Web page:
The second year of grieving was, in some ways, harder than the first. After a year of stumbling through the unreality of loss, of staying busy with Min’s affairs, the love room still lingered. In fact, it became richer, luminous, a place more welcoming than my everyday life. But that rarefied comfort was equally matched by the heightened awareness that my aunt was really gone. The truth pressed down like a blade on tender flesh.
It had been a year. Friends and other family saw me go through the routines of functioning as I continued to teach, to stay in touch with daughters, to do the details of keeping up a home. But I still very much lived in the hidden country of grief. I still followed the trail of little letters, trying to find my way back to my aunt.
Comforts and joys that shored me up through this difficult second year included digging through my aunt’s boxes of old letters, and taking trips down South where I tracked down our Louisiana family and met many newfound cousins.
These all gave me the strength begin to bear the impossible reality of the end.
Oh, Little Honey,
I’m pretty sure you’re too far away, and too much in need of the holy rest, to drop down here to touch me. I do feel you, though, thin and wispy. Are you still between worlds, sinking and sinking into deeper levels of the mysterious Emptiness? Are you all glory yet? All light and airy shine? All melted into love? Or are there some small bits still unresolved, maybe something you are holding onto? Would one of those be me? If so, I want you to know that it’s okay to let go. I want you to be free. I want you to sink into whatever light loveliness is waiting for you, whatever dark beauty.
Like the mystics say, maybe you have been absorbed into the great heart of the Holy One. May you sink into rest. May you un-become in the womb of the Great Surprising Tenderness. May you be free.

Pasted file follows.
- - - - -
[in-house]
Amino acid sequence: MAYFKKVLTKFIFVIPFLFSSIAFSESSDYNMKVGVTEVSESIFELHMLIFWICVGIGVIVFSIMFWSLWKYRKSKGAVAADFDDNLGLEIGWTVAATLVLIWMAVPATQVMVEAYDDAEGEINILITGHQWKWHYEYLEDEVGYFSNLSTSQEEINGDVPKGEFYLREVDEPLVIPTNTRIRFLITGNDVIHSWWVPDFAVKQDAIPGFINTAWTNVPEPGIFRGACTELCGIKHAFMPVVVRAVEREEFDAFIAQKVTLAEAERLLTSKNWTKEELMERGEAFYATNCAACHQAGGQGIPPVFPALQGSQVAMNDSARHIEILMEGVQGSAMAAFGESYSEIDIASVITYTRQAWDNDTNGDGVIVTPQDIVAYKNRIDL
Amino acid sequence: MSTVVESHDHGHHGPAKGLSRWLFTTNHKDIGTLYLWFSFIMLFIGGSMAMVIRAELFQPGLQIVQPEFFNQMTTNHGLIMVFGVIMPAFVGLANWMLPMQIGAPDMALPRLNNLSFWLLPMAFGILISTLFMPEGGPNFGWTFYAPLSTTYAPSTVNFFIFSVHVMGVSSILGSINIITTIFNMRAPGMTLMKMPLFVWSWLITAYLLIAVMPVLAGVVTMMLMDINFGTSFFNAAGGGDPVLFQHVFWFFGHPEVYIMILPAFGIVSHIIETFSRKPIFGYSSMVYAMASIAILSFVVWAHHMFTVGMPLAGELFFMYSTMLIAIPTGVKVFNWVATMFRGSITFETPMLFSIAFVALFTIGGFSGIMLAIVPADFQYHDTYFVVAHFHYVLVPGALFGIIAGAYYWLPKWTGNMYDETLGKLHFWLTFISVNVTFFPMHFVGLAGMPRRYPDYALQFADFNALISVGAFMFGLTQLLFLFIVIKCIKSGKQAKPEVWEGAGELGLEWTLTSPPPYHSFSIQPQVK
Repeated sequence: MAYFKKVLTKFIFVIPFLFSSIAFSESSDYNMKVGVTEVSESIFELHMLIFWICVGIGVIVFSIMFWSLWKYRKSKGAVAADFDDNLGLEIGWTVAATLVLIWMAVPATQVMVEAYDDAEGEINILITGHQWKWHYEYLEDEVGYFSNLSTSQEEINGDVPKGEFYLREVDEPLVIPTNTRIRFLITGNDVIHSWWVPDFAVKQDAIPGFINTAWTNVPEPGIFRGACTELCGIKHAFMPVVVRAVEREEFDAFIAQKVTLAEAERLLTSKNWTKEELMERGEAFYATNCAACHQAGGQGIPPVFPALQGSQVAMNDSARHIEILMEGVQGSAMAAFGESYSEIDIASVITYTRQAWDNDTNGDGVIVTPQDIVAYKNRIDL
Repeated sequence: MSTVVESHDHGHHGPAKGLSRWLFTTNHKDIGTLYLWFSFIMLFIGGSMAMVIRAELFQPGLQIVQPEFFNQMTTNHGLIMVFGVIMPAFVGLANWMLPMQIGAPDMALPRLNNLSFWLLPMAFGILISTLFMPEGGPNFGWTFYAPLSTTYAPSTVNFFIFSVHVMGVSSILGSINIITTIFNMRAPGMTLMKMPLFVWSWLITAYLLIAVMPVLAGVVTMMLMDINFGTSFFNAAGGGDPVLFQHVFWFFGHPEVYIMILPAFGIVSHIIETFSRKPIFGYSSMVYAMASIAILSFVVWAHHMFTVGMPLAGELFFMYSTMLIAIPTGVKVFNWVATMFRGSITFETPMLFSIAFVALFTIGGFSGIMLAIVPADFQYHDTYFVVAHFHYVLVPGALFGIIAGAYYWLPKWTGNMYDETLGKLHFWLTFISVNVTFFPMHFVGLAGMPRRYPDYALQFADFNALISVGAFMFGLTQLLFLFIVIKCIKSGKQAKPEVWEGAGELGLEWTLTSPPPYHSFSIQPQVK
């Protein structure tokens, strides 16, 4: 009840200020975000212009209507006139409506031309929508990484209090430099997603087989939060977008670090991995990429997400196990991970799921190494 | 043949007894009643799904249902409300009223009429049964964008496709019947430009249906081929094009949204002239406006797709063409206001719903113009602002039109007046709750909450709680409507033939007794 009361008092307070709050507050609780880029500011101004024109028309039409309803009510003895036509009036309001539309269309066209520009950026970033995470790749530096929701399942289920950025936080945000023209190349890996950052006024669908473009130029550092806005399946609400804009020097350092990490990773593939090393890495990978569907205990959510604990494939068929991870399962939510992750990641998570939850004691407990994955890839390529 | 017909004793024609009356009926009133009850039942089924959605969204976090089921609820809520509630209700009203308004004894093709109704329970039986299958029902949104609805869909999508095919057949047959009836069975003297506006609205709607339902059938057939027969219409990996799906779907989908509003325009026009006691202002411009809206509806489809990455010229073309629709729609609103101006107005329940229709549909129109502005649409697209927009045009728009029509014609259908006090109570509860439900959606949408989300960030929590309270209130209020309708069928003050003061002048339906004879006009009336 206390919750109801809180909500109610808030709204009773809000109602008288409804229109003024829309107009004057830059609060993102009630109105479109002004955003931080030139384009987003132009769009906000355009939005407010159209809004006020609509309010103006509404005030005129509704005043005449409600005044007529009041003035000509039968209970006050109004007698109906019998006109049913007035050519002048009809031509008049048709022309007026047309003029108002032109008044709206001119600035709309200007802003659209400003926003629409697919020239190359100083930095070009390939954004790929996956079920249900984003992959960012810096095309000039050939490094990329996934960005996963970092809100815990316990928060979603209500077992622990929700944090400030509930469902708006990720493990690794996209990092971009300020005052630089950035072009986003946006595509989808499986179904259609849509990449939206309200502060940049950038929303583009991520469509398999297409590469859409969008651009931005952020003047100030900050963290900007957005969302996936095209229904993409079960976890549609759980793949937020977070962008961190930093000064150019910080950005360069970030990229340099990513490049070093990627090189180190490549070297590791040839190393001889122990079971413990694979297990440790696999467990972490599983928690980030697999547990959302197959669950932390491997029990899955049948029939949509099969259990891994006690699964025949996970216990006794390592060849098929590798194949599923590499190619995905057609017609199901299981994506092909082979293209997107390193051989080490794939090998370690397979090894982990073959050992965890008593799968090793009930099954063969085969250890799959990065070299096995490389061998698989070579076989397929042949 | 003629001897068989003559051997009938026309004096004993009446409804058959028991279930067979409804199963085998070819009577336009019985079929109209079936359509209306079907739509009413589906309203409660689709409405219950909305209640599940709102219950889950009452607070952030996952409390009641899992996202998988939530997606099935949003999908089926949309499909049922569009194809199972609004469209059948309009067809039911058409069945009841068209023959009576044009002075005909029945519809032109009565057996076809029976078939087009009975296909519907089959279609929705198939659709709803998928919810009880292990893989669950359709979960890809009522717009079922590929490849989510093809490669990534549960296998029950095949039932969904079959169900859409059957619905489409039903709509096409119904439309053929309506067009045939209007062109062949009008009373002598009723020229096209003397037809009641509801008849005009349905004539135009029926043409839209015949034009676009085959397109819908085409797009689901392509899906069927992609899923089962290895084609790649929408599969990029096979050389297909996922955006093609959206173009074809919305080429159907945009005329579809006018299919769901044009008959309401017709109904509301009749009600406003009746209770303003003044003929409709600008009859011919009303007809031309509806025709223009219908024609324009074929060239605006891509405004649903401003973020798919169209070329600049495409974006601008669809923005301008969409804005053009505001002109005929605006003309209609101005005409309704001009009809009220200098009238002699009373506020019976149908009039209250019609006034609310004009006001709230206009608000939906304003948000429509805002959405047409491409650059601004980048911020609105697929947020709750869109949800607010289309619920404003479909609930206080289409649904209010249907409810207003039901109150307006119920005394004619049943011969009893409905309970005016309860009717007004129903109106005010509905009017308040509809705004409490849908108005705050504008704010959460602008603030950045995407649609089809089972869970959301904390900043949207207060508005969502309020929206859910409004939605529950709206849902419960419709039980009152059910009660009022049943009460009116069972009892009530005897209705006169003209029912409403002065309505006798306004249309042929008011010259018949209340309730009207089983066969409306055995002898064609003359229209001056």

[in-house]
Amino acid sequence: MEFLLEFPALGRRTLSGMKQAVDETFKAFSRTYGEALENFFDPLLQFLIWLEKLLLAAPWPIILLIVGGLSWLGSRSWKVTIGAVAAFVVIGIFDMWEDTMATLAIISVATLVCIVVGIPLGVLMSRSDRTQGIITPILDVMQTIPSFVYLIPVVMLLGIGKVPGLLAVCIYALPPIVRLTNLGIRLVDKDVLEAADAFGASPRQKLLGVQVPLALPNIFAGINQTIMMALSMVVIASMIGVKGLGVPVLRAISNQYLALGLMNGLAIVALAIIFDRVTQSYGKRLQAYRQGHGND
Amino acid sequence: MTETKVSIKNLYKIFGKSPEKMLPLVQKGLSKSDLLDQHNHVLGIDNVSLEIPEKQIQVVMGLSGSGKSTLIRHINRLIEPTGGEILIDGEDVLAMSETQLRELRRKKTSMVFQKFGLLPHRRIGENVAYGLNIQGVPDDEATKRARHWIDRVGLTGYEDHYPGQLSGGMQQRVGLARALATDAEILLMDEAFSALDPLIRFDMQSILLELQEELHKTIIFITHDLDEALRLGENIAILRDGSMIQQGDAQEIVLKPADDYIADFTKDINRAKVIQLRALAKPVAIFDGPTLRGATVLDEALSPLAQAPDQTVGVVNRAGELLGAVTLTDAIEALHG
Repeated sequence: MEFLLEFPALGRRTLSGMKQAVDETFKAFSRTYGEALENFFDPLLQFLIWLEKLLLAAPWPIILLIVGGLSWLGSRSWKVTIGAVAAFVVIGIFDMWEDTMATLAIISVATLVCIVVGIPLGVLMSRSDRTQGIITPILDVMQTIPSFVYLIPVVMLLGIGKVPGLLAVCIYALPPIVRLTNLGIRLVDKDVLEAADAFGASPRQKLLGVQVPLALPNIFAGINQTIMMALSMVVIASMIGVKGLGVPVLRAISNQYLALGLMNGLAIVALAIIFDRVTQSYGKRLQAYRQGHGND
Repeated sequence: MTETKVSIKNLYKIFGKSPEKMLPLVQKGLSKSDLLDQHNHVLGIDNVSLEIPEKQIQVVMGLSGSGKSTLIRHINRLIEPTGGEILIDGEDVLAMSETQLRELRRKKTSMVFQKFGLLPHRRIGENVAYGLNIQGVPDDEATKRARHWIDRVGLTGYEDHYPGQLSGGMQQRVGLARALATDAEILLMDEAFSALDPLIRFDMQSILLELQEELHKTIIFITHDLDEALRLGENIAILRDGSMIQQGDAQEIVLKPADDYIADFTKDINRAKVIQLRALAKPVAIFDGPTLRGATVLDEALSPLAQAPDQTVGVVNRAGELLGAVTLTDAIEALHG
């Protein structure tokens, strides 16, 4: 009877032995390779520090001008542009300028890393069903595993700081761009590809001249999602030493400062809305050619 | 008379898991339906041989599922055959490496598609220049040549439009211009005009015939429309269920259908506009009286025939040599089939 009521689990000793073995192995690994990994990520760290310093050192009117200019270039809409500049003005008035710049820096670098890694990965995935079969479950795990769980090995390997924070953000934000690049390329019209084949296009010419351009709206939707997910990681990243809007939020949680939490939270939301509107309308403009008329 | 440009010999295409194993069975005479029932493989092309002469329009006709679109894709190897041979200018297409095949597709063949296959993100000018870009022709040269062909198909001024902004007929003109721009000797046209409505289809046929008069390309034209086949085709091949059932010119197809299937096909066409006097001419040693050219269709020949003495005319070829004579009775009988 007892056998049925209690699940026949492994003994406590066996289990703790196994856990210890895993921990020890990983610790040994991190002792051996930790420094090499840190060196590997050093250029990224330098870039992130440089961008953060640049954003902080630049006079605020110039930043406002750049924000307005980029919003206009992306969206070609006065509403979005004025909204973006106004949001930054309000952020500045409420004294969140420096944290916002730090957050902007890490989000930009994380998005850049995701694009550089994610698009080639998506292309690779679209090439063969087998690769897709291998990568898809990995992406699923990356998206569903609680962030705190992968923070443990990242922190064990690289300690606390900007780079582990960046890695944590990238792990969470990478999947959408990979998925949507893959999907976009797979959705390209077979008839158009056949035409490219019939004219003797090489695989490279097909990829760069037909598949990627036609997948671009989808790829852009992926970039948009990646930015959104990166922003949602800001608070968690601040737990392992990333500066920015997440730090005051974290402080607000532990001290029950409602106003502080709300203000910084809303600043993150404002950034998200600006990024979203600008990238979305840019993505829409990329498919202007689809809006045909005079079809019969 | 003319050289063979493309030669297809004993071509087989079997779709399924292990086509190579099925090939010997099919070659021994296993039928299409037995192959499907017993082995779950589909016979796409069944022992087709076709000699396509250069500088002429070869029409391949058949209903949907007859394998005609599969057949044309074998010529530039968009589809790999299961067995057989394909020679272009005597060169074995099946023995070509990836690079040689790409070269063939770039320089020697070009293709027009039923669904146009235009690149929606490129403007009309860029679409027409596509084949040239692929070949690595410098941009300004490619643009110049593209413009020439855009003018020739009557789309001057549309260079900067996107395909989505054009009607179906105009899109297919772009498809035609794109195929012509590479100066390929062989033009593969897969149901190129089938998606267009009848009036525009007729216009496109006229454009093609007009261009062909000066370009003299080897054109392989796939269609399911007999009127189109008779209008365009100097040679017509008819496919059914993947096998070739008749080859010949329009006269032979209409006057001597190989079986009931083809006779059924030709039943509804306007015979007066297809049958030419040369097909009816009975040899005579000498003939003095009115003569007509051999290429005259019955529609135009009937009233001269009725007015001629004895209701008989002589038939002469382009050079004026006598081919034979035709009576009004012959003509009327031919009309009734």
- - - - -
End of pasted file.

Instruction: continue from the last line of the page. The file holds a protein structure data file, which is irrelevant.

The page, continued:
And the love room? It’s still our share of the Great Surprising Tenderness, where sharp edges softened and our hearts braved discontent, our hands grabbed hold—sometimes clenched, sometimes gentle. But we never let go. We danced together, sipping the sweet wine of making the best of it all.
I don’t want this to end, this time of remembering you, of keeping an ear turned your way. Even doing all the crappy details of tying up what’s left of your life is better than nothing. I’m still afraid of the emptiness, the hole you’ve left. So this is what I have now: the stories—yours, left over, and mine, still giving birth. Our love room shrine, and the empty space you used to fill.
The world is a quiet, duller place without your crackling wit, your sparkling eyes, the joyful juiciness of your laugh.
I wish you had been able to go home, to be surrounded by your very familiar things. I wish I’d had a chance to love you more, or better. But you were tired.
What else is there to say? I’m so glad to have had you in my life.
I’ll probably keep slipping through the love room, just in case you might pop in at the most unlikely times. Maybe I’ll start to sort out your letters; probably, I’ll find more of you there.
I’m sure I’ll visit you from time to time, just be swept up by the simplest, familiar thing and meet you there. Your breath still hangs in the breath of the world. We are breathing together, even now.
One catch-up chore after another, I am laying you down. I’m not in a hurry, just doing the work. Trying to pick up all the pieces of my own life, set aside to keep up with yours. There are piles of papers to sort and file, school work to update, things to throw out or keep, photos to put in albums, plans to make for my own future. After twelve years of working for you, I am older and, having seen your end, I can see my own.
But I’m not there yet. I’m realiziing that I’ve been carrying your aging and death as if they were mine, as if I were the one faltering and then gone, but that’s not true.